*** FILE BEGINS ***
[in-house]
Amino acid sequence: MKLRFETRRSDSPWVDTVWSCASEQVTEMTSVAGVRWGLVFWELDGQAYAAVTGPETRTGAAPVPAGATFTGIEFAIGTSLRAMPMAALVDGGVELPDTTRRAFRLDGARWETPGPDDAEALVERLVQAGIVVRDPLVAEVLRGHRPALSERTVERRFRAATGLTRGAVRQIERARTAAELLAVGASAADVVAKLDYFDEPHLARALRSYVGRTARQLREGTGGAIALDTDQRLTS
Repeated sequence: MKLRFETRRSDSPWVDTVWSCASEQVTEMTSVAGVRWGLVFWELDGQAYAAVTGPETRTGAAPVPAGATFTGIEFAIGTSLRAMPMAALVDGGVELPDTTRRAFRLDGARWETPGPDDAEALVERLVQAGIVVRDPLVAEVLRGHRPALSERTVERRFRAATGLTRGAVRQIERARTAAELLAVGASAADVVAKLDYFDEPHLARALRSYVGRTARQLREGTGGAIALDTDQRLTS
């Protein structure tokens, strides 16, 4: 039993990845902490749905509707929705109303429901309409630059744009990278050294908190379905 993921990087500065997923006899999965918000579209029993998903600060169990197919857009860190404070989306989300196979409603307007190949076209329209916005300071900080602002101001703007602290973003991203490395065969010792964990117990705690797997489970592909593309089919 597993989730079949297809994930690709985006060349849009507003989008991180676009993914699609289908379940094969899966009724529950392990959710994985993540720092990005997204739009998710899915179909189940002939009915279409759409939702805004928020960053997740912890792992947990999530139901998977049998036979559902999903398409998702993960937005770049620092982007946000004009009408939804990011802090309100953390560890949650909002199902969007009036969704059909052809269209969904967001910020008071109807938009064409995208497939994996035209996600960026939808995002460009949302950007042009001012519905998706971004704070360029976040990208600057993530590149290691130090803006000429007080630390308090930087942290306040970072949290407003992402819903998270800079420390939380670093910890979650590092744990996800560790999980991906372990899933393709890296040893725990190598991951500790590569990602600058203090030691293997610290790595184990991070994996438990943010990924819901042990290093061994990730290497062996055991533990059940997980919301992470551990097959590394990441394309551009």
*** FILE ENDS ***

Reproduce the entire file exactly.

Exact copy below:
[in-house]
Amino acid sequence: MKLRFETRRSDSPWVDTVWSCASEQVTEMTSVAGVRWGLVFWELDGQAYAAVTGPETRTGAAPVPAGATFTGIEFAIGTSLRAMPMAALVDGGVELPDTTRRAFRLDGARWETPGPDDAEALVERLVQAGIVVRDPLVAEVLRGHRPALSERTVERRFRAATGLTRGAVRQIERARTAAELLAVGASAADVVAKLDYFDEPHLARALRSYVGRTARQLREGTGGAIALDTDQRLTS
Repeated sequence: MKLRFETRRSDSPWVDTVWSCASEQVTEMTSVAGVRWGLVFWELDGQAYAAVTGPETRTGAAPVPAGATFTGIEFAIGTSLRAMPMAALVDGGVELPDTTRRAFRLDGARWETPGPDDAEALVERLVQAGIVVRDPLVAEVLRGHRPALSERTVERRFRAATGLTRGAVRQIERARTAAELLAVGASAADVVAKLDYFDEPHLARALRSYVGRTARQLREGTGGAIALDTDQRLTS
């Protein structure tokens, strides 16, 4: 039993990845902490749905509707929705109303429901309409630059744009990278050294908190379905 993921990087500065997923006899999965918000579209029993998903600060169990197919857009860190404070989306989300196979409603307007190949076209329209916005300071900080602002101001703007602290973003991203490395065969010792964990117990705690797997489970592909593309089919 597993989730079949297809994930690709985006060349849009507003989008991180676009993914699609289908379940094969899966009724529950392990959710994985993540720092990005997204739009998710899915179909189940002939009915279409759409939702805004928020960053997740912890792992947990999530139901998977049998036979559902999903398409998702993960937005770049620092982007946000004009009408939804990011802090309100953390560890949650909002199902969007009036969704059909052809269209969904967001910020008071109807938009064409995208497939994996035209996600960026939808995002460009949302950007042009001012519905998706971004704070360029976040990208600057993530590149290691130090803006000429007080630390308090930087942290306040970072949290407003992402819903998270800079420390939380670093910890979650590092744990996800560790999980991906372990899933393709890296040893725990190598991951500790590569990602600058203090030691293997610290790595184990991070994996438990943010990924819901042990290093061994990730290497062996055991533990059940997980919301992470551990097959590394990441394309551009």